htm A way to trace the stages of a product's acceptance from its introduction to its demise. One of the most familiar concepts in marketing A prevalent marketing management tool Refers to the life of the product category The time a product category spends in a stage of the product life cycle may vary from a few weeks Does not predict how long a product category will remain in any one stage A tool to help marketers understand where their product is now what may happen which strategies are normally appropriate.

A. Introduction Stage Sales grow slowly Create awareness High production costs Frequent product modification Skimming pricing High failure rate,

Promotion strategy focuses on primary demand for the product category developing product awareness

Intensive personal selling to retailers and wholesalers is required.

B. Growth Stage Characteristics Sales grow at an increasing rate. Large companies may acquire small pioneering firms. Promotion emphasis heavy brand advertising

Gaining wider distribution is a key goal Toward the end of this stage

prices normally fall

Development costs have been recovered

C. Maturity Stage

Sales continue to increase but at a decreasing rate

Annual models of many products

Product lines are widened or extended Heavy promotions to both the dealers and consumers are required.

D. Decline Stage

Signaled by a long-run drop in sales. The rate of decline is governed by a. how rapidly consumer tastes change or b. how rapidly substitute products are adopted. Strategies



Some Dimensions of the Product Life Cycle 1. .To prevent slipping into decline E. Extended introductory period. Shape of the Product Life Cycle There are several distinctive life-cycle curves Each type suggests different marketing strategies Significant education of the customer is required. Length of the Product Life Cycle There is no exact time that a product takes to move through its life cycle Mass communication shortens life cycles 2.

Sales begin immediately Little learning is required by the consumer Benefits of purchase are readily understood. Most often appear in women’s and men’s clothing styles. .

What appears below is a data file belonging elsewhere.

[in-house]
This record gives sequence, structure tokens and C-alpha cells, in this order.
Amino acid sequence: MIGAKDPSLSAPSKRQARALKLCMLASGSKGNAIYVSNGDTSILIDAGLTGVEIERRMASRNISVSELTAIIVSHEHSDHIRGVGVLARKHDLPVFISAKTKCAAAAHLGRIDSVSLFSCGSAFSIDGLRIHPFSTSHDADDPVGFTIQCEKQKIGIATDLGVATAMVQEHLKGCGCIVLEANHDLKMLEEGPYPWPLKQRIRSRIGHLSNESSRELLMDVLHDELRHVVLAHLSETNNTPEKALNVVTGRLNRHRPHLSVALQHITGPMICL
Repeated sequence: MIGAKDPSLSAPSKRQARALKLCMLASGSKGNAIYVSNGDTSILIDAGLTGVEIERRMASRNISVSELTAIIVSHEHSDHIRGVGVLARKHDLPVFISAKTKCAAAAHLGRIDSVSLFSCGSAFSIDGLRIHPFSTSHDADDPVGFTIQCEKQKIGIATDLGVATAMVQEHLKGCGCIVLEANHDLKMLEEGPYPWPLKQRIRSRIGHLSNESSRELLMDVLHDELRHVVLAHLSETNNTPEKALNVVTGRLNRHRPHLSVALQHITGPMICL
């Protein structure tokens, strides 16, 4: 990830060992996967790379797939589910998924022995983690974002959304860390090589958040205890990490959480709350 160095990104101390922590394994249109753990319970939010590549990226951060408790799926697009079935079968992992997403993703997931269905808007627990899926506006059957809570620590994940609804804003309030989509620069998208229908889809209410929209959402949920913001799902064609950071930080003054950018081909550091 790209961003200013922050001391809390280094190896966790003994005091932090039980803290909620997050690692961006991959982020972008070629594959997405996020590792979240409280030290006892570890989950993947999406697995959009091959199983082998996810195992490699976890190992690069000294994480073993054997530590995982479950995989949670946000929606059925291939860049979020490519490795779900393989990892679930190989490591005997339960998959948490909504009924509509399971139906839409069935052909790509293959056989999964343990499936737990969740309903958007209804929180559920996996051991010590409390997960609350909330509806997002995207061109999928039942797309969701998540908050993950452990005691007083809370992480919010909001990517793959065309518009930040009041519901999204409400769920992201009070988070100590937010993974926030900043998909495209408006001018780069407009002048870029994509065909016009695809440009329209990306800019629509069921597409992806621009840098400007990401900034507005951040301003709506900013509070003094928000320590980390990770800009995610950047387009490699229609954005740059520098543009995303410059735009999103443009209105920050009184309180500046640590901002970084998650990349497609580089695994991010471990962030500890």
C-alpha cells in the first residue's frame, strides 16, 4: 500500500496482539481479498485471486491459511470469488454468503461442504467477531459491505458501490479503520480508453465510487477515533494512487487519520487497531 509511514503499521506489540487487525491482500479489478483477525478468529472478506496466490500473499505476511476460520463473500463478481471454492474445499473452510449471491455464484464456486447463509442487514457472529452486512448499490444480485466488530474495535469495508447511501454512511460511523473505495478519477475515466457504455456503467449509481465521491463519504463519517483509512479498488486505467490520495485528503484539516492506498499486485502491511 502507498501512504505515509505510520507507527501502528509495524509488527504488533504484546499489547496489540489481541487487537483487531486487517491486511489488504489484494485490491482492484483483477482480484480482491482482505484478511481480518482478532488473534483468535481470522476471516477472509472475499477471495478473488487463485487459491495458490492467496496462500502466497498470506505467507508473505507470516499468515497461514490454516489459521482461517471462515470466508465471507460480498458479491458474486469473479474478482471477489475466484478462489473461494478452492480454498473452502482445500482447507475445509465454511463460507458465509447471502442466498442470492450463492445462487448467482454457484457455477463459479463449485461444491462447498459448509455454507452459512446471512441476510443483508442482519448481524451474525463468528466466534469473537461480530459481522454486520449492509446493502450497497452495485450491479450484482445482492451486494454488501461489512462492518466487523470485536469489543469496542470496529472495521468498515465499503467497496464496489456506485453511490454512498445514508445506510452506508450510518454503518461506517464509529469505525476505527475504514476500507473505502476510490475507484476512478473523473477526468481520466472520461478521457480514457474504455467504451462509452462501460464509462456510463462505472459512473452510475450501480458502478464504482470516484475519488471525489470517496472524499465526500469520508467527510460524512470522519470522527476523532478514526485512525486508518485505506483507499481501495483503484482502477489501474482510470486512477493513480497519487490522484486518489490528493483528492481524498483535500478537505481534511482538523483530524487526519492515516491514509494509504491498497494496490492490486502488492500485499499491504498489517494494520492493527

Length of the cycles may be years or decades. . The Product Level: Multiple life cycles (class and form) may exist. Rapid sales on introduction Equally rapid decline. 3. Often novelties and have a short life cycle.

Product class Product form 4. a concept called the diffusion of innovation. or spreads. . through the population. The Life Cycle and Consumers A product diffuses.

Innovators .

Early Adopters Early Majority .

Late Majority .

Laggards Common reasons for resisting a product in the introduction stage are usage barriers value barriers risk barriers .

psychological barriers Product Characteristics and the Rate of Adoption Complexity Compatibility Relative advantage Observability Trialability .

Modify the Market Market . Modify the Product Altering a product’s characteristic to try to increase and extend the product’s sales. C. B.Trialability Marketing Implications of the Adoption Process Two types of communication aid the diffusion process The effectiveness of different messages and appeals depends on the type of adopter targeted. Role of a Product Manager Product manager is responsible for marketing products through the successive stages of their life cy Product (or brand) manager manages the marketing efforts for a close-knit family of products or bra Three ways to manage: modify the product modify the market reposition the product. II. MANAGING THE PRODUCT LIFE CYCLE A. quality performance appearance.

. Reposition the Product Product repositioning Four factors that trigger a repositioning action are: Reacting to a Competitor’s Position.modification strategies involve: D. Reaching a New Market. Catching a Rising Trend.